This review contains spoilers.
Page 242*… It’ll be a scene that I’ll always think of first when this book comes to mind. It’s the scene where any hope of a real relationship burned to cinder in my eyes and my stomach dropped through the floor. Not cool. Not cool at all.
What’s so bad about this scene is how much it blindsided me. I just did not see it coming. On page 231* I started to get a bad feeling, but before that? No. I knew that the intrigue had changed because a new character had come to town, but I still (naively) thought it was all an act. I mean, this is a Romance with a capital “R!” That’s what I get for making assumptions, eh? My heart ripped out of my chest and a sick feeling in my stomach.
I suppose it wouldn’t have been so bad if the author didn’t write so well. But she does, and I couldn’t help it, I was sucked in. I cared about these characters and was really looking forward to seeing it all work out. The author totally blew me away with her story and her characters in the first half. I don’t know why, but I wasn’t expecting the depth and complexity of character that I was presented here. It was a very welcome discovery.
Grace was a fabulous character. Her life and her fears and her strength were stunningly portrayed and I could feel her pain bleed through the pages in her moments of despair before she rebuilt herself into the perfect wife. The very fact that she never complained and never asked for sympathy made it impossible not to feel for her. She had no illusions about her looks or her attraction to the other sex so she never had the self confidence to demand more. More affection. More time. More respect. At times it was frustrating that she wouldn’t show more than just her shell and wouldn’t demand to be treated well, but I was willing to be patient because it was so understandable.
I really enjoyed the way this book began. It felt like it was two real people in a real situation. Diccan liked Grace, but he wasn’t attracted to her in the slightest. He was actually pretty horrified when he thought about their future together. That didn’t magically change. They had to make the effort to get to know one another. Slowly Diccan became attracted to her and actually enjoyed spending time with her.
The writing and depth of character reminded me of Meredith Duran—who I love—so I was pretty excited to see them resolve their differences. It was a bumpy road in the beginning, and they didn’t change their ways easily, but it wasn’t so bumpy that I doubted that things would work out between them. Due to circumstances Diccan couldn’t be open with Grace and couldn’t spend as much time with her as I was hoping he would, but when they were together I loved watching them slowly inch toward being a real, caring couple.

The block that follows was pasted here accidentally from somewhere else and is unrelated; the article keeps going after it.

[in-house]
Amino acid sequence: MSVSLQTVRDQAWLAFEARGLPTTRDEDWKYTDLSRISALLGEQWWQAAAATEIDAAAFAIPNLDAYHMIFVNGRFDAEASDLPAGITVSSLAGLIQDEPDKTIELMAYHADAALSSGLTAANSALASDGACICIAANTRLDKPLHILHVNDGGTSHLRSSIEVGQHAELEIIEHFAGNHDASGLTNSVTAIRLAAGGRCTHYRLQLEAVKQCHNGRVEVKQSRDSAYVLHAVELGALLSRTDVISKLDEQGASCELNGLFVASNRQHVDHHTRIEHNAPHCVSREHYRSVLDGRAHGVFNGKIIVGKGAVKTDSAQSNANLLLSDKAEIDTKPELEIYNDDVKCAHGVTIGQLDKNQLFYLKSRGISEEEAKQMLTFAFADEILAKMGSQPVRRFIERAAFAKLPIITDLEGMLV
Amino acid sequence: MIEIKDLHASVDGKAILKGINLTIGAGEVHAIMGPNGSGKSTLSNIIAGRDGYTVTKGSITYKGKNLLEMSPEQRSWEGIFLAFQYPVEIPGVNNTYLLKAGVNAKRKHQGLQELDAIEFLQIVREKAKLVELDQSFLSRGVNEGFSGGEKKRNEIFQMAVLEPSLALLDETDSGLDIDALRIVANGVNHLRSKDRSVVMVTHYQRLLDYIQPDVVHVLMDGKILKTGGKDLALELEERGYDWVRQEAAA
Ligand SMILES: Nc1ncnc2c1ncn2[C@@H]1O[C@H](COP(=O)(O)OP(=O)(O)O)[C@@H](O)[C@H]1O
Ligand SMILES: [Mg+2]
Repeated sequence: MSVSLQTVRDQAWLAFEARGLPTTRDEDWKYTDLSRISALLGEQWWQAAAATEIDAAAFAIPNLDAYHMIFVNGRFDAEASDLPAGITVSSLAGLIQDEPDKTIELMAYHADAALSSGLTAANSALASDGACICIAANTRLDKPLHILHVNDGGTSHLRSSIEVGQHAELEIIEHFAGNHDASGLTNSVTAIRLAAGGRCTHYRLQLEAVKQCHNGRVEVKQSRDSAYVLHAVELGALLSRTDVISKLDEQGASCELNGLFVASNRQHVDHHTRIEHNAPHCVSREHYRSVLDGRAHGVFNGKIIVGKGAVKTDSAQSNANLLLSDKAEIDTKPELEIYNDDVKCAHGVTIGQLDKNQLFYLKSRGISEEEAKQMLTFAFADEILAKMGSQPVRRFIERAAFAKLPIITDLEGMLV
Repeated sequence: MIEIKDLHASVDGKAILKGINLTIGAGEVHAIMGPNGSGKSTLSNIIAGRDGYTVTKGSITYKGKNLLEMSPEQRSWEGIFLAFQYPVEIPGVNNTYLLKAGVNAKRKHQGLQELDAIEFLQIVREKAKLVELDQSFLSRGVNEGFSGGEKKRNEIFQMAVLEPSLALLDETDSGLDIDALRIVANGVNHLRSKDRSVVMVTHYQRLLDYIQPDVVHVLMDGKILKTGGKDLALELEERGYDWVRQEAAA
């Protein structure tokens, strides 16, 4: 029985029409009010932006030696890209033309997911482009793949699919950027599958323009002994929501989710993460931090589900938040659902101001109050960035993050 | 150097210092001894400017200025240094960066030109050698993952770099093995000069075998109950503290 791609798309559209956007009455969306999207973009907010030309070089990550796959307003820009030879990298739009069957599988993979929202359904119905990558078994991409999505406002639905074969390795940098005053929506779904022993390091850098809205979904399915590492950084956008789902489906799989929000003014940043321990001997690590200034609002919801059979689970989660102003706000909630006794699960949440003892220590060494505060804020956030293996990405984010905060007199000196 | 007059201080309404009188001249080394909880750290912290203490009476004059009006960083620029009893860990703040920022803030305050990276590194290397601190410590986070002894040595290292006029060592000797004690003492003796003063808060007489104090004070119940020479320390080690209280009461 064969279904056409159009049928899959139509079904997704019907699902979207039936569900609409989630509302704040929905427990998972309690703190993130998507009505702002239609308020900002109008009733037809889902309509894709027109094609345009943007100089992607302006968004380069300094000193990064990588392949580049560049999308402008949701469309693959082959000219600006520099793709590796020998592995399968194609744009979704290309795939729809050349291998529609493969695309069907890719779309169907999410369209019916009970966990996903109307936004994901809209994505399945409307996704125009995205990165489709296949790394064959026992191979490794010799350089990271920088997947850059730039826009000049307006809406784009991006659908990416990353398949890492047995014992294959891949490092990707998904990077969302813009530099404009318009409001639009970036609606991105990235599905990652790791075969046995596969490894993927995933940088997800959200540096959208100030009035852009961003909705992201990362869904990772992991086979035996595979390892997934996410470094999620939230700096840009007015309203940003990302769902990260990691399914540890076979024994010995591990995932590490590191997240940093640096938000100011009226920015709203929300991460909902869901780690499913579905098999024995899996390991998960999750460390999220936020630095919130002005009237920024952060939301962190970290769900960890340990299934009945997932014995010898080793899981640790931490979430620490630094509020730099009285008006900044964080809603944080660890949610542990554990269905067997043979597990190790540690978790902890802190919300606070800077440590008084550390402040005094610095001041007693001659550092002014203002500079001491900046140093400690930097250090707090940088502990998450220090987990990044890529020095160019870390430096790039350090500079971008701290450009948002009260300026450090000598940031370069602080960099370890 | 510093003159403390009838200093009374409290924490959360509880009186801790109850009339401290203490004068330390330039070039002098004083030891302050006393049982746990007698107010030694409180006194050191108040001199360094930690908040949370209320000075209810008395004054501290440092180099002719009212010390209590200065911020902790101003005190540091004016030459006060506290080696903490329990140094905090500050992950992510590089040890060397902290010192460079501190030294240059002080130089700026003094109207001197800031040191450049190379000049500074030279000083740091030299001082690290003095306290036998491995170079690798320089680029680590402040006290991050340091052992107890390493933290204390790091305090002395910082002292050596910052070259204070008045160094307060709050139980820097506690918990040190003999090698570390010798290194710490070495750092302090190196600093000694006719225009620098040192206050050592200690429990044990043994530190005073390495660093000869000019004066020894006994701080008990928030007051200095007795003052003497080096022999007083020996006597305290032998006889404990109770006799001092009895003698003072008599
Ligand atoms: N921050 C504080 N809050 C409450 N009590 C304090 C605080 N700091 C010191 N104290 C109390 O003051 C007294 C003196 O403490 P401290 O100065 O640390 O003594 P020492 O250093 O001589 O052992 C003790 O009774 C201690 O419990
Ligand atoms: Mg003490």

And then came page 242*.
That was the moment that the death knell sounded on my belief in their relationship. It was over for me. Even more than I do not like to read about cheating in the past in a Romance, I loathe reading about in graphic detail in the moment. That is not something that I can accept in a relationship, so all believability went out the window for me. I felt…depressed and sad and really, really, really angry. I suppose that’s a sign that the author did a good job sucking me in, but right about now I’m wishing she hadn’t. Especially since the cheating didn’t stop when she found out. It continued on well after that even though she knew about it and he knew she knew.
I ended up losing all respect for her character and it makes me sad. She was so strong and so likable that it was depressing to see her disregard Diccan’s cheating and disrespect and sleep with him with nary a protest, even after he told her that the home that she treasured wasn’t hers anymore, it was his. I pitied her and thought she was pathetic. Her actions twisted my original admiration of her until I almost hated her for being so weak.
Maybe I could have given this a higher grade if the end had at least tried to make up for what Grace went through. But it didn’t. Grace continued being weak and forgave him in no time at all. It was all just too easy and it made me mad.
I don’t think this book will bother everyone. I actually think it will garner quite a few fans, because from page 242* on the resemblance to Meredith Duran ceased and the resemblance to Sherry Thomas took its place. And there are quite a lot of Thomas fans out there, full of people who love “edgier” books. After reading some spoilers about the first book in this series, Barely a Lady, I have the feeling that Dreyer is doomed to be just like Sherry Thomas for me. Someone whose writing I love, but whose storylines I hate.
*It was that page number in the ARC.
She found herself standing before the mirror above the little vanity staring at the ghost-pale woman who stared back and wondering whether she would ever find her way past what she was. A plain woman. A useful woman. A competent nurse and loyal friend. A woman who hungered for intensity and settled for silence.